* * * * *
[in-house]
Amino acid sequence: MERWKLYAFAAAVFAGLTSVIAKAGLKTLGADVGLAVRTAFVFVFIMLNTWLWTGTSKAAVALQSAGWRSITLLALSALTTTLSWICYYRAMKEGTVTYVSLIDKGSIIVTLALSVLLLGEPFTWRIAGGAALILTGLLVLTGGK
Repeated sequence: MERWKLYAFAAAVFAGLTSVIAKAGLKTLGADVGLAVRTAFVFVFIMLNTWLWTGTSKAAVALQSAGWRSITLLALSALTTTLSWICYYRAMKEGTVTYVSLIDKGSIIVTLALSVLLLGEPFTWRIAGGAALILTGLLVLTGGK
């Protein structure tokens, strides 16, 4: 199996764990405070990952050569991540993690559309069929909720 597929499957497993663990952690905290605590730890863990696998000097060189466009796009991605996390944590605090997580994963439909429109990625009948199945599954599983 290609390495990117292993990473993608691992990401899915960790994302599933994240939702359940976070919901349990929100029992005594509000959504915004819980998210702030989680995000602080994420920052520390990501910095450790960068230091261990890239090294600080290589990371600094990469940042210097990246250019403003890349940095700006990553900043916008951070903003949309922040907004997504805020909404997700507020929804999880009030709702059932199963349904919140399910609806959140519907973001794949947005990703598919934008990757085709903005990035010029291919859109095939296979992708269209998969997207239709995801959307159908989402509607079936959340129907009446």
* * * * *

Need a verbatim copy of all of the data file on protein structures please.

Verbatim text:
[in-house]
Amino acid sequence: MERWKLYAFAAAVFAGLTSVIAKAGLKTLGADVGLAVRTAFVFVFIMLNTWLWTGTSKAAVALQSAGWRSITLLALSALTTTLSWICYYRAMKEGTVTYVSLIDKGSIIVTLALSVLLLGEPFTWRIAGGAALILTGLLVLTGGK
Repeated sequence: MERWKLYAFAAAVFAGLTSVIAKAGLKTLGADVGLAVRTAFVFVFIMLNTWLWTGTSKAAVALQSAGWRSITLLALSALTTTLSWICYYRAMKEGTVTYVSLIDKGSIIVTLALSVLLLGEPFTWRIAGGAALILTGLLVLTGGK
């Protein structure tokens, strides 16, 4: 199996764990405070990952050569991540993690559309069929909720 597929499957497993663990952690905290605590730890863990696998000097060189466009796009991605996390944590605090997580994963439909429109990625009948199945599954599983 290609390495990117292993990473993608691992990401899915960790994302599933994240939702359940976070919901349990929100029992005594509000959504915004819980998210702030989680995000602080994420920052520390990501910095450790960068230091261990890239090294600080290589990371600094990469940042210097990246250019403003890349940095700006990553900043916008951070903003949309922040907004997504805020909404997700507020929804999880009030709702059932199963349904919140399910609806959140519907973001794949947005990703598919934008990757085709903005990035010029291919859109095939296979992708269209998969997207239709995801959307159908989402509607079936959340129907009446």